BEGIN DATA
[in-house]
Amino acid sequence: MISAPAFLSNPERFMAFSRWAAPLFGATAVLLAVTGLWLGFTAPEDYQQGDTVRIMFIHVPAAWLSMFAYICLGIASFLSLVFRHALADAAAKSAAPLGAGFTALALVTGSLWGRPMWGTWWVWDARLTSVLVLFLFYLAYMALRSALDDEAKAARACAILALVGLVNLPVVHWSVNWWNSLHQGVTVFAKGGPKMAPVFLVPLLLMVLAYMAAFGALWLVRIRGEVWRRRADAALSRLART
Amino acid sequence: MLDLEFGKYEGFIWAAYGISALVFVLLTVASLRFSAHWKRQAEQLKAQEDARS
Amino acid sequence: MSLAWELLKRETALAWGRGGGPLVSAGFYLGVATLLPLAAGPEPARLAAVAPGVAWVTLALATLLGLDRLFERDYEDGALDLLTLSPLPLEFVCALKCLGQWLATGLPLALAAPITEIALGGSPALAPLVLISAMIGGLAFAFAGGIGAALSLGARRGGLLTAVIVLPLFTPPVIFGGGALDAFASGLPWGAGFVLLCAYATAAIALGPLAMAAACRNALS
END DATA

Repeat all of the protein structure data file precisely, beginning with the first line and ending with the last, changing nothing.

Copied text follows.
[in-house]
Amino acid sequence: MISAPAFLSNPERFMAFSRWAAPLFGATAVLLAVTGLWLGFTAPEDYQQGDTVRIMFIHVPAAWLSMFAYICLGIASFLSLVFRHALADAAAKSAAPLGAGFTALALVTGSLWGRPMWGTWWVWDARLTSVLVLFLFYLAYMALRSALDDEAKAARACAILALVGLVNLPVVHWSVNWWNSLHQGVTVFAKGGPKMAPVFLVPLLLMVLAYMAAFGALWLVRIRGEVWRRRADAALSRLART
Amino acid sequence: MLDLEFGKYEGFIWAAYGISALVFVLLTVASLRFSAHWKRQAEQLKAQEDARS
Amino acid sequence: MSLAWELLKRETALAWGRGGGPLVSAGFYLGVATLLPLAAGPEPARLAAVAPGVAWVTLALATLLGLDRLFERDYEDGALDLLTLSPLPLEFVCALKCLGQWLATGLPLALAAPITEIALGGSPALAPLVLISAMIGGLAFAFAGGIGAALSLGARRGGLLTAVIVLPLFTPPVIFGGGALDAFASGLPWGAGFVLLCAYATAAIALGPLAMAAACRNALS